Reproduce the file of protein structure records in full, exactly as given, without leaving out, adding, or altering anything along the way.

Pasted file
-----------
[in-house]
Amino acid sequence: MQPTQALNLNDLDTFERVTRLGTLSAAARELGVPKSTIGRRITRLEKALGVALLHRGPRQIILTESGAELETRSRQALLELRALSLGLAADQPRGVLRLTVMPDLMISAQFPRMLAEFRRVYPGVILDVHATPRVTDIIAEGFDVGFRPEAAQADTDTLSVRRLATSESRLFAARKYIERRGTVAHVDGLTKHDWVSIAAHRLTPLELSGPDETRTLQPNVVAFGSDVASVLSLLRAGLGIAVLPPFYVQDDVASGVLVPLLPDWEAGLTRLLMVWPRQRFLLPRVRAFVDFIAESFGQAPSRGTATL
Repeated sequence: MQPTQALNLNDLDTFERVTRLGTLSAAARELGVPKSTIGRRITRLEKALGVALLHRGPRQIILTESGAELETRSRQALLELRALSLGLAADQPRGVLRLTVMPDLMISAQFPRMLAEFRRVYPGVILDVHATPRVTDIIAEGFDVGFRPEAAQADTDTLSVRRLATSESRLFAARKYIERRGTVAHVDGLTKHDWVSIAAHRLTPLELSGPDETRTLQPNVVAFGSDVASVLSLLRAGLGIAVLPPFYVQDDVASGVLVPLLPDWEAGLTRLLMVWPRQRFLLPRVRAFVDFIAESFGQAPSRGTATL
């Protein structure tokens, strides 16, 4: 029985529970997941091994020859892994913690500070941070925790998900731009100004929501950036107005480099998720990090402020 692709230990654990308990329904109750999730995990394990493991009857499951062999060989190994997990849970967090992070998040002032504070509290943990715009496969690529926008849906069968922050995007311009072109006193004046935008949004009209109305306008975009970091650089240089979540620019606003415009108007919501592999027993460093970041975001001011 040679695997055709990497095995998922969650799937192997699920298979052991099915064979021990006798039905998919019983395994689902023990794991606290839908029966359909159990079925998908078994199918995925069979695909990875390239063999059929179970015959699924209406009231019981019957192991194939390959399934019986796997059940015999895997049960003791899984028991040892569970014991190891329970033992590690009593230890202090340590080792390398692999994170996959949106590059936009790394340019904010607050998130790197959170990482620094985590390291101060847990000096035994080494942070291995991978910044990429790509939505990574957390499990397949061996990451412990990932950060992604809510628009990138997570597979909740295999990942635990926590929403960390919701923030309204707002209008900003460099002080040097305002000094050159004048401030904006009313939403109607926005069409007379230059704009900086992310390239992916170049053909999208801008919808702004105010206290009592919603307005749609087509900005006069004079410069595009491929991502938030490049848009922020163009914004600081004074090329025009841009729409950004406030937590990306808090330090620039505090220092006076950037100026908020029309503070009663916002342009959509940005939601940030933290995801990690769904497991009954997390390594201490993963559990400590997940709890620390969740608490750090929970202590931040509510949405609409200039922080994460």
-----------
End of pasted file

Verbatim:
[in-house]
Amino acid sequence: MQPTQALNLNDLDTFERVTRLGTLSAAARELGVPKSTIGRRITRLEKALGVALLHRGPRQIILTESGAELETRSRQALLELRALSLGLAADQPRGVLRLTVMPDLMISAQFPRMLAEFRRVYPGVILDVHATPRVTDIIAEGFDVGFRPEAAQADTDTLSVRRLATSESRLFAARKYIERRGTVAHVDGLTKHDWVSIAAHRLTPLELSGPDETRTLQPNVVAFGSDVASVLSLLRAGLGIAVLPPFYVQDDVASGVLVPLLPDWEAGLTRLLMVWPRQRFLLPRVRAFVDFIAESFGQAPSRGTATL
Repeated sequence: MQPTQALNLNDLDTFERVTRLGTLSAAARELGVPKSTIGRRITRLEKALGVALLHRGPRQIILTESGAELETRSRQALLELRALSLGLAADQPRGVLRLTVMPDLMISAQFPRMLAEFRRVYPGVILDVHATPRVTDIIAEGFDVGFRPEAAQADTDTLSVRRLATSESRLFAARKYIERRGTVAHVDGLTKHDWVSIAAHRLTPLELSGPDETRTLQPNVVAFGSDVASVLSLLRAGLGIAVLPPFYVQDDVASGVLVPLLPDWEAGLTRLLMVWPRQRFLLPRVRAFVDFIAESFGQAPSRGTATL
């Protein structure tokens, strides 16, 4: 029985529970997941091994020859892994913690500070941070925790998900731009100004929501950036107005480099998720990090402020 692709230990654990308990329904109750999730995990394990493991009857499951062999060989190994997990849970967090992070998040002032504070509290943990715009496969690529926008849906069968922050995007311009072109006193004046935008949004009209109305306008975009970091650089240089979540620019606003415009108007919501592999027993460093970041975001001011 040679695997055709990497095995998922969650799937192997699920298979052991099915064979021990006798039905998919019983395994689902023990794991606290839908029966359909159990079925998908078994199918995925069979695909990875390239063999059929179970015959699924209406009231019981019957192991194939390959399934019986796997059940015999895997049960003791899984028991040892569970014991190891329970033992590690009593230890202090340590080792390398692999994170996959949106590059936009790394340019904010607050998130790197959170990482620094985590390291101060847990000096035994080494942070291995991978910044990429790509939505990574957390499990397949061996990451412990990932950060992604809510628009990138997570597979909740295999990942635990926590929403960390919701923030309204707002209008900003460099002080040097305002000094050159004048401030904006009313939403109607926005069409007379230059704009900086992310390239992916170049053909999208801008919808702004105010206290009592919603307005749609087509900005006069004079410069595009491929991502938030490049848009922020163009914004600081004074090329025009841009729409950004406030937590990306808090330090620039505090220092006076950037100026908020029309503070009663916002342009959509940005939601940030933290995801990690769904497991009954997390390594201490993963559990400590997940709890620390969740608490750090929970202590931040509510949405609409200039922080994460």